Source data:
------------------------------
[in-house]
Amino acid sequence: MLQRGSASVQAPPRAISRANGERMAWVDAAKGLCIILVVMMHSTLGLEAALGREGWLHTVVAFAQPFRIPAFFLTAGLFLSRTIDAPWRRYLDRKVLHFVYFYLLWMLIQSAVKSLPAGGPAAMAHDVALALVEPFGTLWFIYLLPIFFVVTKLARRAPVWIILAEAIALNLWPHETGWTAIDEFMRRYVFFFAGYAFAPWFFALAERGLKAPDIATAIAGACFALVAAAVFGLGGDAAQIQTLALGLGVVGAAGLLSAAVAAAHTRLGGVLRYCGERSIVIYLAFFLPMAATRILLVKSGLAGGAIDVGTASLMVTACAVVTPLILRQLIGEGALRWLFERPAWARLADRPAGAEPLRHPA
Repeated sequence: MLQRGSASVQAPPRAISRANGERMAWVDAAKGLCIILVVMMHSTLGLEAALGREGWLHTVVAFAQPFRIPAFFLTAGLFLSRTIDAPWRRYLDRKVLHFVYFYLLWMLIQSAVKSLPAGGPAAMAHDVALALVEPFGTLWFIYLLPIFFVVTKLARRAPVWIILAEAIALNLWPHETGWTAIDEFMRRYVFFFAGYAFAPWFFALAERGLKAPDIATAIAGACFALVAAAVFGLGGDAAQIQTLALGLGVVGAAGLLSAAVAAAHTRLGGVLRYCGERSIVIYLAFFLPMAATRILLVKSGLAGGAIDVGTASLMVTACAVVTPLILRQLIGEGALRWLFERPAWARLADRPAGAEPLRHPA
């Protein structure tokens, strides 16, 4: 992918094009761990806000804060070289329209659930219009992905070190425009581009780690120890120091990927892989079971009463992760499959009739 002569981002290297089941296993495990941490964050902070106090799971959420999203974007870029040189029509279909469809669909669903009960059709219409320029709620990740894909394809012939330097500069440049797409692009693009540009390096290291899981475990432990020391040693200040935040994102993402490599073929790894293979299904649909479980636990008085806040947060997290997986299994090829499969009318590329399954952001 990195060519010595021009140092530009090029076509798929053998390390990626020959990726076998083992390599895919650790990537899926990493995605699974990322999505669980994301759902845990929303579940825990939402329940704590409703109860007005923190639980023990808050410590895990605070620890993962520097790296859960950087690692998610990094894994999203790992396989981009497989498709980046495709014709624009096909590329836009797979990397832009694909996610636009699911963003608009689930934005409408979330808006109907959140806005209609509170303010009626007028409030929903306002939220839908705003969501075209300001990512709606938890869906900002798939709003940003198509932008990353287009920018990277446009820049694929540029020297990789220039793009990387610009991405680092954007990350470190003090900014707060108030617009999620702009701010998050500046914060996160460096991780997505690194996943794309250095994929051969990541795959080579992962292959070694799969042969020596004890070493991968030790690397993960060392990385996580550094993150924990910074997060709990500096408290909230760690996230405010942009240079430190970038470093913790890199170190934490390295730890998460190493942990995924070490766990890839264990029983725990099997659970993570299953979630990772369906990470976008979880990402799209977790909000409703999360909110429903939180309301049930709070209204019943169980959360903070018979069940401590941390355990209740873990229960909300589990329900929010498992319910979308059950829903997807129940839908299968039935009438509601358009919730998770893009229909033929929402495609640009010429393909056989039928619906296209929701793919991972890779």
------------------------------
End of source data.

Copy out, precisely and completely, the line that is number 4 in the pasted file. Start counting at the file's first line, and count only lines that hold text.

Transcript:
């Protein structure tokens, strides 16, 4: 992918094009761990806000804060070289329209659930219009992905070190425009581009780690120890120091990927892989079971009463992760499959009739 002569981002290297089941296993495990941490964050902070106090799971959420999203974007870029040189029509279909469809669909669903009960059709219409320029709620990740894909394809012939330097500069440049797409692009693009540009390096290291899981475990432990020391040693200040935040994102993402490599073929790894293979299904649909479980636990008085806040947060997290997986299994090829499969009318590329399954952001 990195060519010595021009140092530009090029076509798929053998390390990626020959990726076998083992390599895919650790990537899926990493995605699974990322999505669980994301759902845990929303579940825990939402329940704590409703109860007005923190639980023990808050410590895990605070620890993962520097790296859960950087690692998610990094894994999203790992396989981009497989498709980046495709014709624009096909590329836009797979990397832009694909996610636009699911963003608009689930934005409408979330808006109907959140806005209609509170303010009626007028409030929903306002939220839908705003969501075209300001990512709606938890869906900002798939709003940003198509932008990353287009920018990277446009820049694929540029020297990789220039793009990387610009991405680092954007990350470190003090900014707060108030617009999620702009701010998050500046914060996160460096991780997505690194996943794309250095994929051969990541795959080579992962292959070694799969042969020596004890070493991968030790690397993960060392990385996580550094993150924990910074997060709990500096408290909230760690996230405010942009240079430190970038470093913790890199170190934490390295730890998460190493942990995924070490766990890839264990029983725990099997659970993570299953979630990772369906990470976008979880990402799209977790909000409703999360909110429903939180309301049930709070209204019943169980959360903070018979069940401590941390355990209740873990229960909300589990329900929010498992319910979308059950829903997807129940839908299968039935009438509601358009919730998770893009229909033929929402495609640009010429393909056989039928619906296209929701793919991972890779």